Andy Roddick stepped out of his comfort zone. He ditched the American hardcourt scene where he tends to beat up on “nobodies” and headed to the Middle East where the big boys play. And he came out on top. In the best match of the event, he rallied from behind and took out an inspired Feliciano Lopez 6-7(8), 6-4, 6-2 to earn the Dubai Championships crown in his debut appearance.
Lindsay Davenport was the only other American to win this title until today. On the men’s side, no American has even made a final in the events 16-year history. Andy did it on his first try. And never even lost his serve.
Not two months ago, Roddick lost a five-setter to a future journeyman in the third round of the Australian Open. Today he makes tennis history. Sounds lofty, doesn't it? But it's true.
Eleven unforced errors. That’s all there were between the two combatants. Just eleven. But they struck 46 aces (24 for Lopez) and a total of 78 winners. It was the best tennis of the season that I’ve seen. From both sides of the net.
Feliciano’s serve is a thing of beauty. His slice backhand, a knife. His forehand, a spinning behemoth. Andy’s serve is a bomb infinite; his forehand, a bullet recovered. His backhand was so brilliant today that a commentator suggested he should have them all framed and hung in his house.
He never even faced a break point.
Is this the career resurgence tennis has been waiting for? I say tennis because Andy at his best (and sometimes at his not-so-best; see above) has been involved in some of the greatest battles the sport has seen dating back to the 2003 Australian Open.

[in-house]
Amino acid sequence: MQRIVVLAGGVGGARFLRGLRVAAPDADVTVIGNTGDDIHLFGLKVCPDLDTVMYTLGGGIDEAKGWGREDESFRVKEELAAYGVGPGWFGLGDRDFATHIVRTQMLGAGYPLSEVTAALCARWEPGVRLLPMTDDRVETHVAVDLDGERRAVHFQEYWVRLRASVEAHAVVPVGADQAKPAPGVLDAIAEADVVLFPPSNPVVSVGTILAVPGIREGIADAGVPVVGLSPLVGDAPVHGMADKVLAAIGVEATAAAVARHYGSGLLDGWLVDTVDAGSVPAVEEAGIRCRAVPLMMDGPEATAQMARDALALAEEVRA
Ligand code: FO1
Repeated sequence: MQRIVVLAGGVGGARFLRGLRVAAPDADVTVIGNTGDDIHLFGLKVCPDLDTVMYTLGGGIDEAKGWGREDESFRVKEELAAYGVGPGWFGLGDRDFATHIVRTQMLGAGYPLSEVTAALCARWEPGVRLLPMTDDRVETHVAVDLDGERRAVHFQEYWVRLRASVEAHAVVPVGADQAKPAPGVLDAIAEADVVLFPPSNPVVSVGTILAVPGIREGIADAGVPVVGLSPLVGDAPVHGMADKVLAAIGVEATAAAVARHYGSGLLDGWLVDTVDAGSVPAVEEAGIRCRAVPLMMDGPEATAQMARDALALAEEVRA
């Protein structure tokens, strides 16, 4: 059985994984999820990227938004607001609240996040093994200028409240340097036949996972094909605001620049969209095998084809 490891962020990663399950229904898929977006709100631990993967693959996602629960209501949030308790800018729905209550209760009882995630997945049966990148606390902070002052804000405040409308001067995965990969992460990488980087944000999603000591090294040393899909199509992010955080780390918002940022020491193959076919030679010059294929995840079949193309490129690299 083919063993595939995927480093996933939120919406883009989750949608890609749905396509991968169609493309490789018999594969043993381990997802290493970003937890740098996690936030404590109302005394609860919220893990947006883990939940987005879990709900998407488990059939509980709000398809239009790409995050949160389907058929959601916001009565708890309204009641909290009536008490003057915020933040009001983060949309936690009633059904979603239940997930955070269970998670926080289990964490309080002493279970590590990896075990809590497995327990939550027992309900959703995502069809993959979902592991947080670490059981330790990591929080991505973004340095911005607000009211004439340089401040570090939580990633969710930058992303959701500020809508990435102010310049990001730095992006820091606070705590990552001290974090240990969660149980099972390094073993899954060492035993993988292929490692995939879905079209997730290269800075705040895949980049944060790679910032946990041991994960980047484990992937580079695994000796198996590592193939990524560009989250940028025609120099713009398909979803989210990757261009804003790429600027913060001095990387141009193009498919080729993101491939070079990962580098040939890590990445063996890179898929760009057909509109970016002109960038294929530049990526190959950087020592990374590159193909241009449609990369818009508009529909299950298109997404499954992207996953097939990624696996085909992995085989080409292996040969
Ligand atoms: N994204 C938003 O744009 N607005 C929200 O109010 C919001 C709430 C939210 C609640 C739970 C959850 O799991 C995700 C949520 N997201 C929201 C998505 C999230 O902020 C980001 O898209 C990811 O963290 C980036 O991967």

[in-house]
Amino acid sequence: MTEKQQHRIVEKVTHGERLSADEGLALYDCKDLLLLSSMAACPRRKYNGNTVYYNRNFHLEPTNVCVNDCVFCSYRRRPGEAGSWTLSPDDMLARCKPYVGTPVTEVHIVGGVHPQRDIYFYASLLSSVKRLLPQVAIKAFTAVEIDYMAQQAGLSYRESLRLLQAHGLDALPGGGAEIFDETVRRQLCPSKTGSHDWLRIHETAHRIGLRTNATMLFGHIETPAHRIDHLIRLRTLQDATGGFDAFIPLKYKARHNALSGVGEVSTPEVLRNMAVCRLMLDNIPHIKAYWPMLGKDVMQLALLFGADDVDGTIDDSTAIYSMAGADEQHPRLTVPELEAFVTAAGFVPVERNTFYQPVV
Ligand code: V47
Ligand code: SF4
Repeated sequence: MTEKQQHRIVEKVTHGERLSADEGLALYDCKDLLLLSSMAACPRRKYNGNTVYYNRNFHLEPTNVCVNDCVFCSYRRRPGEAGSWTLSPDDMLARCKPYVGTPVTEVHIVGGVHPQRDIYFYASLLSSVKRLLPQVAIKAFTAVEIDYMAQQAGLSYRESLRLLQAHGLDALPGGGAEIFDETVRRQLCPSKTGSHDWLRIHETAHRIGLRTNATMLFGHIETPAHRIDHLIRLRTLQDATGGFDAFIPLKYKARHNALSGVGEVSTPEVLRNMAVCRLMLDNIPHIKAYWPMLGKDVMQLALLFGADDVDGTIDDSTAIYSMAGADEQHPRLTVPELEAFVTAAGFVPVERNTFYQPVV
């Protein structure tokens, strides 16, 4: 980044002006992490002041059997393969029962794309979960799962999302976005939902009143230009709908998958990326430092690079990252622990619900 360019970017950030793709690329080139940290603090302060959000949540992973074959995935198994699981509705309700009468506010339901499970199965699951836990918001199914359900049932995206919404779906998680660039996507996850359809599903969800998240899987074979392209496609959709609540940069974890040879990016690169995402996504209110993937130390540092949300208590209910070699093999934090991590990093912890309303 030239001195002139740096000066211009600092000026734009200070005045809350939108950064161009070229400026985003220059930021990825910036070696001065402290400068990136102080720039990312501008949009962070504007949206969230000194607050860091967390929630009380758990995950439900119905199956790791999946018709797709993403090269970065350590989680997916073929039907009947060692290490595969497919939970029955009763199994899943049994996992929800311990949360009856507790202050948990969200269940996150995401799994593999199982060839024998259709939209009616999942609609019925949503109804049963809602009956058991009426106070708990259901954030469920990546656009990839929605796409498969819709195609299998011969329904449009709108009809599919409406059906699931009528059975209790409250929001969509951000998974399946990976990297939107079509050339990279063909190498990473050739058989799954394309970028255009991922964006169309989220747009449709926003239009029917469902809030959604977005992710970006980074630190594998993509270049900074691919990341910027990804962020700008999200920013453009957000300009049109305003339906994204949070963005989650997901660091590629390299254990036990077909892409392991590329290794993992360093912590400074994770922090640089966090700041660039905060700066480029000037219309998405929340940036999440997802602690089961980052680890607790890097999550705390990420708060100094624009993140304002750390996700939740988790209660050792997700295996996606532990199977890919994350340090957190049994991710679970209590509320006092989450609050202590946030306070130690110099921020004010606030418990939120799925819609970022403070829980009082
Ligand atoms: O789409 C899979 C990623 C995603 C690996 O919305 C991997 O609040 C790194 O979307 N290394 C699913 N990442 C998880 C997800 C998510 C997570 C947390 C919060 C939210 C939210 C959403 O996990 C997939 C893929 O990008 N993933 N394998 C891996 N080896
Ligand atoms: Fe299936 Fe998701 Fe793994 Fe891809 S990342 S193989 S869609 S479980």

As TheTruth wrote a few days ago:
You really have to give it to Andy, though, for his mental strength. He is in one of the worst positions of anyone on the tour. All American hopes have been pinned on him for the last seven years. He has been celebrated, overhyped, appeared to be making the hype a reality, then cut down to a stump, ostracized, ridiculed, and discarded. He had led the brigade, then been relegated to a spectator, and in all that, he has never given up the ghost, allowed anyone to define him, write his epitaph, or crumble under man-made pressure. He has slipped at times, but in every match he plays, he remains a warrior. All he needs is to regain the defiance, the passion, and the bravado, because one thing Andy Roddick has shown us all is...he's not going anywhere, and he won't be denied. Andy will write his own epitaph, and in the end, hopefully others will see his strength and tenacity and he will be lauded for the champion that he is. A true champion, who goes to war, may take some hits, but stays in the war until the battle is over.
Meantime, across the globe in a place called Bangalore, Serena Williams, my other favorite player, beat big sister Venus Williams 6-3, 3-6, 7-6(4) in a semifinal match that lasted more than two hours. Serena won 117 points; Venus 115. They both won 58% of their serve points, which means they both won 42% of their return points. Both players held a match point. Serena closed it out on her third.
It doesn’t get any closer than that.
And yet, we couldn’t see it in the States. Not on the tube, not on the Internet.
I would say that I could spit bullets, but Andy’s biggest victory since the 2006 Cincinnati Masters keeps me smiling.
Battle on, warriors, battle on.